Judy Fairburn kindly arranged
for the Scottish Group to visit the Townend Stud near Hesket Newmarket, in the
north lakes, on Saturday 22 October 2000, the morning of the Autumn Meeting.
She was unfortunately unable to attend and it was disappointing that only
one family accepted the generous offer to view the Townend herd.
Though we were still made very welcome by Margaret and Eddie Wilson.
First stop was to tag a mare
and filly that were going to be exported to Holland later that day.
Then on to view the famous twins (thought to be the only surviving Fell
pony twins in history) who gave a display of their paces and posed for photos
while mum look on totally unconcerned. Margaret
told us that she had accepted them very well even though it had been her first
foaling. The twins were quite timid
despite being bottle fed and handled at such an early age.
Next into the barn to see the
newly weaned foals. These will be
kept in from now on for the winter to save the ground and to give Margaret a
chance to handle them, although they were already fighting for attention from
us. I was amazed at how friendly
and calm they were, having only been separated from their mums for about a week.
The mares were out grazing in a nearby field.
They will return to the open fell in the next few weeks where they will
spend their time until returning to foal in the safety of the fields. Margaret said that some of the older mares never wander far
from the farm gate where they will be fed hay in the worst of the winter.
Further down the road to see
the mares and younger foals, which were still together.
The foals all approached us with absolutely no fear of strangers.
The Wilson’s young stallion Lownthwaite Moonshadow was in with these
mares. A replacement for the
successful Drybarrows Jeff, this three year old has yet to prove himself but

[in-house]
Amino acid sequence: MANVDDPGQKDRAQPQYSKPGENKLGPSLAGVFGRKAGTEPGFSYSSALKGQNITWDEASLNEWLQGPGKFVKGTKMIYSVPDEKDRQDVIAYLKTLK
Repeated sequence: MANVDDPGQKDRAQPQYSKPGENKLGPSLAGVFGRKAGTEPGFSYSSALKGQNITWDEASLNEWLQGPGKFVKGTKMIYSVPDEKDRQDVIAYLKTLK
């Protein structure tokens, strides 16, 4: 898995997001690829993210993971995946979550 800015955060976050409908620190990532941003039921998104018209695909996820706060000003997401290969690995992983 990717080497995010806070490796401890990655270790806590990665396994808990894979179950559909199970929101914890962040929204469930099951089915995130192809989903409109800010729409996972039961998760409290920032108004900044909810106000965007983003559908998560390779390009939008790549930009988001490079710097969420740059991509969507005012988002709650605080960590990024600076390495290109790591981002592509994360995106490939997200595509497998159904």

hopefully he will pass on his exceptionally quiet nature to his progeny due next
Indoors for a warming cup of
coffee with Eddie before the Dutchmen arrived to pick up their ponies.
We had an interesting chat with the two Dutch men who are so enthusiastic
about the breed, coming over up to six times a year to buy ponies.
Fell ponies are very popular in Holland where they are praised for their
talents and good temperaments. There
are about 350 ponies in the Dutch group used for riding, driving, breeding and
“looking at”. They hold two
successful shows a year in a country where no exhibitor has to travel for more
than 1˝ hours. They also organise
pleasure rides attended by many members.
Then on to meet Glenis Cockbain
of Keswick. Due to the traffic
situation on the Penrith to Keswick road we sprinted up to the stone circle to
meet and compare her prize winning Dales and Fell mares.
Strangely they don’t mix, preferring the company of their own breed.
It was interesting to see the Dales at close quarters to see the
similarities and differences between them.
Just time for a quick chat on the way down and to rescue some hill
walkers from some curious Dales ponies to be asked “Do they eat peanuts?”,
Glenis gave a definite “No” and we rushed off to the meeting at Lowther to
hear the latest news
It was a great privilege to see
these well-bred ponies in the natural terrain where they so obviously thrive.
I am grateful to Margaret and Glenis for giving up their time to show a
nosey amateur around.
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